“And you think Potter would become a Dark wizard?” Pansy snorted. “Potter?”
“I’ve told you again and again that that particular gesture is unladylike,” Draco informed her primly. “And you didn’t see him, Pansy. I did.” He found himself shuddering for a moment, and closing his eyes, at the memory of the expression on Potter’s still, downturned face. “I think perhaps we could encourage him to embrace it, if only as an alternative to the things they’re going to do at St. Mungo’s. Things that won’t work.”
“Really?” Pansy rested her chin on her hand for a moment and reached up to fluff her dark hair. “I thought that I remembered reading they could cure Parselmouths.”
“Oh, yes,” Draco said. “By turning them into Squibs, or cursing them blind and mute so that they can’t see or speak to snakes again. They’ll tell Potter there’s another cure, and he’ll believe them, and in the end, that’s all it’ll be.” He slammed the book shut and leaned forwards to catch Pansy’s eye. “A fucking waste.”
Pansy blinked. “But why? Surely this is Potter getting what he’s always deserved for rejecting you? I thought you would see it that way, at least.”
“You think a lot of things that aren’t true,” Draco said, but without heat. It was true that Pansy could reasonably think that, with some of the things Draco had said and thought about Potter in the years since the war.
But Draco had matured from the spoilt little brat who had thought there was no honor in life higher than getting Potter in trouble with Umbridge. His tastes in revenge had changed, for one thing. What happened when you killed your enemy? They were dead, and that was all. There was no chance to watch them living with the humiliation, their faces flaming every time they looked at you.
It might make him laugh in his heart to know that Potter was finally succumbing to the Dark, but Potter stripped of his magic, in exile in the Muggle world, would be a Potter Draco would never see. And a Potter cursed blind and mute would probably spend all his time feeling sorry for himself. Or, no, working out how to deal with his disabilities and live a cheerful life despite them. That was more in the Gryffindor style.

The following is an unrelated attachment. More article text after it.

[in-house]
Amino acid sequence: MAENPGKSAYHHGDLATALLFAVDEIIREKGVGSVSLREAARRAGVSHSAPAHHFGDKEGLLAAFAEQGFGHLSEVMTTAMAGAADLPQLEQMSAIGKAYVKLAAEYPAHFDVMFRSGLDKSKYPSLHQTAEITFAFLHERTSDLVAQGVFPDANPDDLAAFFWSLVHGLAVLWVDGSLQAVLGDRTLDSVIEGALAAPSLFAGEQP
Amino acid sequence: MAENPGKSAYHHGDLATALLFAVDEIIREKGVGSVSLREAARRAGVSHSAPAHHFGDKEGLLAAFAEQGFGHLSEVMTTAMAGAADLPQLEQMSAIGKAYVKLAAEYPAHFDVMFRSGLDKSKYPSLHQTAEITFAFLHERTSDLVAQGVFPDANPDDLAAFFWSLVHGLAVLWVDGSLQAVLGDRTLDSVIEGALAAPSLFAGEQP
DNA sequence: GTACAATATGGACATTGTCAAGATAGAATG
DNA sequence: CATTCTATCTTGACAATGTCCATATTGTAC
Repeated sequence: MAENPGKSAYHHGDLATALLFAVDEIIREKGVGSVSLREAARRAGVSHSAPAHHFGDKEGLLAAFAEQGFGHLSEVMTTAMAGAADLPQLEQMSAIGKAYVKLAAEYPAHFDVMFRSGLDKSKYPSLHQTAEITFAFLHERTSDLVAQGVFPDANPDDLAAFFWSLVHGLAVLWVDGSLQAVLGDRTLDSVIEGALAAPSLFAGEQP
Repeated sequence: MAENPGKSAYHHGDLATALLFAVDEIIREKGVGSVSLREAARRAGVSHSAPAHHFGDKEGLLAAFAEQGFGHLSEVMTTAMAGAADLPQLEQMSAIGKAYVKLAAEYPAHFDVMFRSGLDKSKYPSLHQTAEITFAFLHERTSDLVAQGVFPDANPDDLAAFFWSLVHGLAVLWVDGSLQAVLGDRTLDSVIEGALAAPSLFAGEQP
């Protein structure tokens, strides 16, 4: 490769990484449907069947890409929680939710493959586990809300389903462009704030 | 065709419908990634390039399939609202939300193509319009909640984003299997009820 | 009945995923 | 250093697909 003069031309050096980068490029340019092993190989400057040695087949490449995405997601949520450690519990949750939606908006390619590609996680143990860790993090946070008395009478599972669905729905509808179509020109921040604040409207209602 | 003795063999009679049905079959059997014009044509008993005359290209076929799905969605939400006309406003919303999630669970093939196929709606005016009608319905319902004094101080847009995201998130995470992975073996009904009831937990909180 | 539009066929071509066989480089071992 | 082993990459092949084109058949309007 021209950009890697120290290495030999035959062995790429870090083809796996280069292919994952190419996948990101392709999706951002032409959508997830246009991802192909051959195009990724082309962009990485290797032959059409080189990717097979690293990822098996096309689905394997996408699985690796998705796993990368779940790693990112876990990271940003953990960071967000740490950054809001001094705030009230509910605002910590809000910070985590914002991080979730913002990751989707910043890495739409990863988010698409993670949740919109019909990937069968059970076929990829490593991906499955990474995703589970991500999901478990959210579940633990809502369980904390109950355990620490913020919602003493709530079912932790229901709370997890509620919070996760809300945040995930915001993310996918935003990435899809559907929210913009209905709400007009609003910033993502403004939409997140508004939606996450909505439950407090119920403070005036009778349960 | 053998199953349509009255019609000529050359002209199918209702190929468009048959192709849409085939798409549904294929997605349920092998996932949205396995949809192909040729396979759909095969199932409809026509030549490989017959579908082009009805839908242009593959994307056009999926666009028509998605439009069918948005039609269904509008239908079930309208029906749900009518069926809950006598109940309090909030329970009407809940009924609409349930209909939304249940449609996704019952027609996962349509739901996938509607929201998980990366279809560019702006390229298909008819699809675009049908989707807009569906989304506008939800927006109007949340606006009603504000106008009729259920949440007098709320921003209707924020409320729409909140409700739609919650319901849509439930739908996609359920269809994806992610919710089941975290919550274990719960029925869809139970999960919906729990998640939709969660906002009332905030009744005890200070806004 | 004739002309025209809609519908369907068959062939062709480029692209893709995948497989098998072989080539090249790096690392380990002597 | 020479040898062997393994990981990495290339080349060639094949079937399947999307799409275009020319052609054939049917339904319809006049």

And part of Draco’s being more mature was his ability to admit to himself that he hated seeing power go to waste. Even power that someone never used, even power that they denied and hated. Every wizard who chose to go back to the Muggle world, as many Muggleborns did after Hogwarts, was one who diminished magic.
Potter was almost certainly the only Parselmouth in Britain, perhaps one of the few living ones on the planet. To know that that gift had passed out of existence made Draco itch in the way that it would have if he had known the Deathly Hallows were destroyed, or that someone had burned a last rare spellbook, the only one that contained knowledge of charms and hexes that were otherwise lost. And there was no doubt that Potter’s Parseltongue would be lost, under the care of the Healers. They would persuade Potter to one or the other of their extreme solutions. Potter might suggest them himself, even.
Unless he could be made to see that even this was an opportunity. That embracing and living with his Dark gift meant life, and where life lingered, there were chances that should not be yielded.
He opened his eyes and saw Pansy watching him. “This is going to be like when you persuaded Blaise’s mum to teach you about rare poisons, isn’t it?” she said resignedly. “Or when you paid a fortune for Professor Snape’s notes. You want any magical knowledge to survive that you can.”
Draco nodded, and conjured up a smile. He knew Pansy would help him because she was his friend and shared some of the same convictions, but she didn’t take the pleasure in it that he did. She would need some incentive. “Besides, Pansy, think what will happen to the cause of the Dark Arts if we have Potter as a champion.”
From the way that Pansy’s breathing quickened and her eyes dilated a bit, Draco knew he had her.
Now I only have to find a way to have Potter, too.